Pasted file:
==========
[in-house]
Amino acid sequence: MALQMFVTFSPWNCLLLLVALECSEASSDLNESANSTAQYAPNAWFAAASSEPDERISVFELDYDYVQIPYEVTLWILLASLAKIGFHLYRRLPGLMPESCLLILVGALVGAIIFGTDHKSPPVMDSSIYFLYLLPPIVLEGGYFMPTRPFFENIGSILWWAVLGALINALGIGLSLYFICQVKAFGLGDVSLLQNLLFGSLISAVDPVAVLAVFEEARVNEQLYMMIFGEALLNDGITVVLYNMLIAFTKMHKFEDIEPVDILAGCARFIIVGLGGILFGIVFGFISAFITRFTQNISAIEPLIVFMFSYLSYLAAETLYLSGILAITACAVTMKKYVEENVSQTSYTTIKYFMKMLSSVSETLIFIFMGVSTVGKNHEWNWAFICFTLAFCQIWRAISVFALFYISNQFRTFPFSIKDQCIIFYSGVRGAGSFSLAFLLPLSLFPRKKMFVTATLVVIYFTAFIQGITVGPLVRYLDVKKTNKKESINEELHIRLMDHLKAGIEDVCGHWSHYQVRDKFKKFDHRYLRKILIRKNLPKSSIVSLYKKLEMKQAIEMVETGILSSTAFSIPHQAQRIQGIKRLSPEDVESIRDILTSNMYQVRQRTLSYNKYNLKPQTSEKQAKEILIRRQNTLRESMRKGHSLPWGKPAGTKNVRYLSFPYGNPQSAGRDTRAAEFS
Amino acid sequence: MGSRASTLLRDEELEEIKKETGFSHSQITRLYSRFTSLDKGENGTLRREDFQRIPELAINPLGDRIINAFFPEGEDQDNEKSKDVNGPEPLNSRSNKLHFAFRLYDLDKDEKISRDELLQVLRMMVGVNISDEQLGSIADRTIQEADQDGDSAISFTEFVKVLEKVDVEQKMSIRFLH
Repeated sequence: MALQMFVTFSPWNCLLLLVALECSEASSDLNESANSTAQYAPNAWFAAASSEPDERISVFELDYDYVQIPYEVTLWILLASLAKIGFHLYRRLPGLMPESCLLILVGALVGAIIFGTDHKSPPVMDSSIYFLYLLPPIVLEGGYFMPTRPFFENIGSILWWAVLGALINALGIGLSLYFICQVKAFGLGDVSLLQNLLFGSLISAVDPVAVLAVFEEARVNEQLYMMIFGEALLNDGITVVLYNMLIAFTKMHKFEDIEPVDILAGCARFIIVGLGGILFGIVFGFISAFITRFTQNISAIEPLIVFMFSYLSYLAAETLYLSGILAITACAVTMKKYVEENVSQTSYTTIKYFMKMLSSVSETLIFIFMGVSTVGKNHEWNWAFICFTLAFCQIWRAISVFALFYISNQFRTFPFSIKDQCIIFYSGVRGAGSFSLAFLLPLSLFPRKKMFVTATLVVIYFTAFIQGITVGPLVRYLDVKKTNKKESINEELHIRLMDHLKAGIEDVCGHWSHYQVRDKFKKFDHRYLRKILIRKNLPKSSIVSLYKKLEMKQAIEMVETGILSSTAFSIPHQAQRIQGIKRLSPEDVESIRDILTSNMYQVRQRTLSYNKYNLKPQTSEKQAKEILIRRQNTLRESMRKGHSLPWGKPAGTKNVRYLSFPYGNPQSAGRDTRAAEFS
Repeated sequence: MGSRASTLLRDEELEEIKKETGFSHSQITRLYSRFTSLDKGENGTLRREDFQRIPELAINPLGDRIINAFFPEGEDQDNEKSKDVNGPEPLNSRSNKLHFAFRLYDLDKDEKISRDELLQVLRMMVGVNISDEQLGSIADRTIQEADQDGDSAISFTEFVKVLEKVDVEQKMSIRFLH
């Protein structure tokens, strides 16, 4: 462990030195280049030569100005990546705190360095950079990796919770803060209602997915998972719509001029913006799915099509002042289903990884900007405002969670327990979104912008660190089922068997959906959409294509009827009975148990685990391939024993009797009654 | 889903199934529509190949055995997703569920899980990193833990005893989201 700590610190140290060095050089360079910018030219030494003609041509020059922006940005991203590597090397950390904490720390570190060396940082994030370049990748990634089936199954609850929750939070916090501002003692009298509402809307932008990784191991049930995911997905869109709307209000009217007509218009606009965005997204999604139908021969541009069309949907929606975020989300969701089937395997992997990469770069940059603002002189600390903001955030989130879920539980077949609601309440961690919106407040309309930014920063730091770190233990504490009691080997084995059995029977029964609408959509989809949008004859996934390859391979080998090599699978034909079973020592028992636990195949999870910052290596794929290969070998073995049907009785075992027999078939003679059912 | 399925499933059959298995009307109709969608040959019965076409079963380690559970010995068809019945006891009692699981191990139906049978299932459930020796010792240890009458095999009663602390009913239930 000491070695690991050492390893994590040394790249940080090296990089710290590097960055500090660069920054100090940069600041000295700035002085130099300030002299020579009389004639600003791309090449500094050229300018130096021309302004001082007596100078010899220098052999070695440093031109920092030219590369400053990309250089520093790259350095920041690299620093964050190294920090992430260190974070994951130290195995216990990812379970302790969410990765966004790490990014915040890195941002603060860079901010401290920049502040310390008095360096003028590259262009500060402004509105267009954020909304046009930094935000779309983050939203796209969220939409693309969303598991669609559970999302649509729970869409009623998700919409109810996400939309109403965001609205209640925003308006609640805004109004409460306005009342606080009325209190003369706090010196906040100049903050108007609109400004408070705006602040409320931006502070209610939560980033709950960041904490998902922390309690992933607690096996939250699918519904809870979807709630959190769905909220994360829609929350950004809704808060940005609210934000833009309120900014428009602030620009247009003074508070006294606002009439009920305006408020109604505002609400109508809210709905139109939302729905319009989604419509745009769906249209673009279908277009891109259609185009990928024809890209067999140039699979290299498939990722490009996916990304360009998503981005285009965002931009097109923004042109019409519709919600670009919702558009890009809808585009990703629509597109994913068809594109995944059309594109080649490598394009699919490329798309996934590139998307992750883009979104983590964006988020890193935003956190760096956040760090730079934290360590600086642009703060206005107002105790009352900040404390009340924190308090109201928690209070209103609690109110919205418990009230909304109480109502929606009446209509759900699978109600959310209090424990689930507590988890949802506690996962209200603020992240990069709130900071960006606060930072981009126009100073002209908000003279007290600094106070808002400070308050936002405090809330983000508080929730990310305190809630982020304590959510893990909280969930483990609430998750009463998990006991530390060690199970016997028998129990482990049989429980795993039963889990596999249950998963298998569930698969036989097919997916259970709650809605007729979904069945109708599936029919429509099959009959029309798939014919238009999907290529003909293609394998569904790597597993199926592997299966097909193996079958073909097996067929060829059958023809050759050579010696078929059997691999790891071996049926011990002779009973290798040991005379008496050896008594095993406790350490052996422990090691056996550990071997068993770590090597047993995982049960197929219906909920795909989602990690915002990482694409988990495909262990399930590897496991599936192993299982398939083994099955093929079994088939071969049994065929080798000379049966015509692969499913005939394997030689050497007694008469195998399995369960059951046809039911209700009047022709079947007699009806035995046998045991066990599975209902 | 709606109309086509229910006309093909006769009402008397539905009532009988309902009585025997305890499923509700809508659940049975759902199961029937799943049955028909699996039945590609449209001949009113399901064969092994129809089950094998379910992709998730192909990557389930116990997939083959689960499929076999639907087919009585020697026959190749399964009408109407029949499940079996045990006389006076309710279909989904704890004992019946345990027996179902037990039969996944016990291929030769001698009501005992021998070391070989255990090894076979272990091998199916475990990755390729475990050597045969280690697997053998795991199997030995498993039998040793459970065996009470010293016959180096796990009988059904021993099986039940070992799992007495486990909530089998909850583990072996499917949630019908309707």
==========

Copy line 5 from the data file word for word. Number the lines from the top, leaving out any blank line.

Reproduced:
Repeated sequence: MGSRASTLLRDEELEEIKKETGFSHSQITRLYSRFTSLDKGENGTLRREDFQRIPELAINPLGDRIINAFFPEGEDQDNEKSKDVNGPEPLNSRSNKLHFAFRLYDLDKDEKISRDELLQVLRMMVGVNISDEQLGSIADRTIQEADQDGDSAISFTEFVKVLEKVDVEQKMSIRFLH